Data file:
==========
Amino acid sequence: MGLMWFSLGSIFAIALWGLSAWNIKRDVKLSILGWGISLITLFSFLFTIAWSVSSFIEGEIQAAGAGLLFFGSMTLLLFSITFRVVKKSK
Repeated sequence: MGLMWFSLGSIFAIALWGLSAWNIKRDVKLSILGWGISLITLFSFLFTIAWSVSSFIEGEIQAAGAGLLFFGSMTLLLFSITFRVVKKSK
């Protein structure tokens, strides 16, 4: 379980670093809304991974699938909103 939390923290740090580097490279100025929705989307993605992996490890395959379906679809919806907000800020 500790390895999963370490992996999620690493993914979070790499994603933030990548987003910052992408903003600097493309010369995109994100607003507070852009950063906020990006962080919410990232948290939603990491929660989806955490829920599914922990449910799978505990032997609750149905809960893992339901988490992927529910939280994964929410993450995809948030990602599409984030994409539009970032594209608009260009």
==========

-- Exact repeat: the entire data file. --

Amino acid sequence: MGLMWFSLGSIFAIALWGLSAWNIKRDVKLSILGWGISLITLFSFLFTIAWSVSSFIEGEIQAAGAGLLFFGSMTLLLFSITFRVVKKSK
Repeated sequence: MGLMWFSLGSIFAIALWGLSAWNIKRDVKLSILGWGISLITLFSFLFTIAWSVSSFIEGEIQAAGAGLLFFGSMTLLLFSITFRVVKKSK
């Protein structure tokens, strides 16, 4: 379980670093809304991974699938909103 939390923290740090580097490279100025929705989307993605992996490890395959379906679809919806907000800020 500790390895999963370490992996999620690493993914979070790499994603933030990548987003910052992408903003600097493309010369995109994100607003507070852009950063906020990006962080919410990232948290939603990491929660989806955490829920599914922990449910799978505990032997609750149905809960893992339901988490992927529910939280994964929410993450995809948030990602599409984030994409539009970032594209608009260009």